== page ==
Australia, New Zealand, and Papua New Guinea are by far the largest countries in this pseudo-continent, and the former two are the most visited by travellers. Oceania includes the vast island nation groupings of Polynesia (extending from New Zealand to the north and east), Melanesia (to the west, and south of the equator), and Micronesia (almost wholly north of the equator).
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| Australia |
The largest and most populous country in Oceania, very often considered a continent by itself. Including the cities of Adelaide, Brisbane, Darwin, Hobart, Melbourne, Perth, Sydney and the capital, Canberra. It also has a number of deserts, one of which is the world's largest.
| New Zealand |
Although, like most countries, tiny in size compared to Australia, a major destination and widely regarded as one of the most pristine and beautiful countries on earth. Well-developed facilities for travellers. Geographically — and to a significant degree culturally — New Zealand is part of Polynesia: the indigenous Māori are Polynesian, and more Polynesians live in greater Auckland than in all the other cities of Polynesia put together.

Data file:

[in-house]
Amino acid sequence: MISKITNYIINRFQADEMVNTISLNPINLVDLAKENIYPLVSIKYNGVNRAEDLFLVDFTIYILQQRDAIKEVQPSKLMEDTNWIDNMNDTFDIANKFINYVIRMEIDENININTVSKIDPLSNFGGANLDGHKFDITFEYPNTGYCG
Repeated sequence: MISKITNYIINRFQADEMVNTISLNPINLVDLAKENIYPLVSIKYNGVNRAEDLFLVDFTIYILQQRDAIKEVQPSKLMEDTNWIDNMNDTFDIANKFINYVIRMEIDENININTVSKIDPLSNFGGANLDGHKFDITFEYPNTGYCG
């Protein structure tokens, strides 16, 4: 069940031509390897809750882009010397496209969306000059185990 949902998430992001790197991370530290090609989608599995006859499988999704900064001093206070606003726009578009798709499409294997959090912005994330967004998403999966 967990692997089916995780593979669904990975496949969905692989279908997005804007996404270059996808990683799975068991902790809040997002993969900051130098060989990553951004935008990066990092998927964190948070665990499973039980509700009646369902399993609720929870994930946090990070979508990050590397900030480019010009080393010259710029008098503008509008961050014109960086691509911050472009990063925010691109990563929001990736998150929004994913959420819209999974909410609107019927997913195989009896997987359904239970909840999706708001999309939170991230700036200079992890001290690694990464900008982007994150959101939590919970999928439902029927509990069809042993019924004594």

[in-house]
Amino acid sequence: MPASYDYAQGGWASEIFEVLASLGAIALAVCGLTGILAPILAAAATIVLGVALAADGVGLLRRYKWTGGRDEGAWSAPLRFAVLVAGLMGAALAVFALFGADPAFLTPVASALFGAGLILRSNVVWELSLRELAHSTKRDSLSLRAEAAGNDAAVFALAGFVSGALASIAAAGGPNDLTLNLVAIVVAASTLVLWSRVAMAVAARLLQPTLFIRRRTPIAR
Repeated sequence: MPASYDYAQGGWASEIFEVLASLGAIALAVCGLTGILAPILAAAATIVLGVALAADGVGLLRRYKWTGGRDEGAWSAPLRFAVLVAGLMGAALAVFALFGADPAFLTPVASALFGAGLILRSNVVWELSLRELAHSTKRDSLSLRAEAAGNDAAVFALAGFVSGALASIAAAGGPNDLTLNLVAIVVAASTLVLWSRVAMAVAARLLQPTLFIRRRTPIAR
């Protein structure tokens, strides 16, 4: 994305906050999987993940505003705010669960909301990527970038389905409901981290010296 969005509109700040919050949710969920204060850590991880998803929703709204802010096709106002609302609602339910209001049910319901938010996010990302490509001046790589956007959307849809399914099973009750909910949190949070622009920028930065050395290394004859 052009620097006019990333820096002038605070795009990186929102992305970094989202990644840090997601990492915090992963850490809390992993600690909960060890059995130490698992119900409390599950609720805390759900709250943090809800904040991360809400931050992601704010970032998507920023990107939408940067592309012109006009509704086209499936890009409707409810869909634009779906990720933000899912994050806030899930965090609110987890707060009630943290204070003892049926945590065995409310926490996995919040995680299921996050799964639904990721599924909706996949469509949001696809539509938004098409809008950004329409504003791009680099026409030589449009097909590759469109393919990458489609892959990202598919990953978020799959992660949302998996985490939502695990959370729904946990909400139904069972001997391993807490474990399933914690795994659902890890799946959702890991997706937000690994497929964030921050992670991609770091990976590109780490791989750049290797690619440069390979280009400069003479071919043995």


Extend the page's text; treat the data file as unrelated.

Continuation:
| Papua New Guinea |
Tropical rainforest, great scenery and diverse cultures. An adventurous, rarely visited travel destination where caution is advised.
| Polynesia |
No other name quite conjures up images of paradise like this one. Stunning paradisical islands sprawling for thousands of miles across the remote South Pacific.
| Melanesia |
Closely related to the ethno-cultural make-up of the oft-included Papua New Guinea. Fiji is the most visited country in Melanesia.
| Micronesia |
The tiny Micronesian islands fall on or north of the Equator, and see less tourist and business travel than the rest of the island groupings. Palau is arguably the most interesting destination among these islands.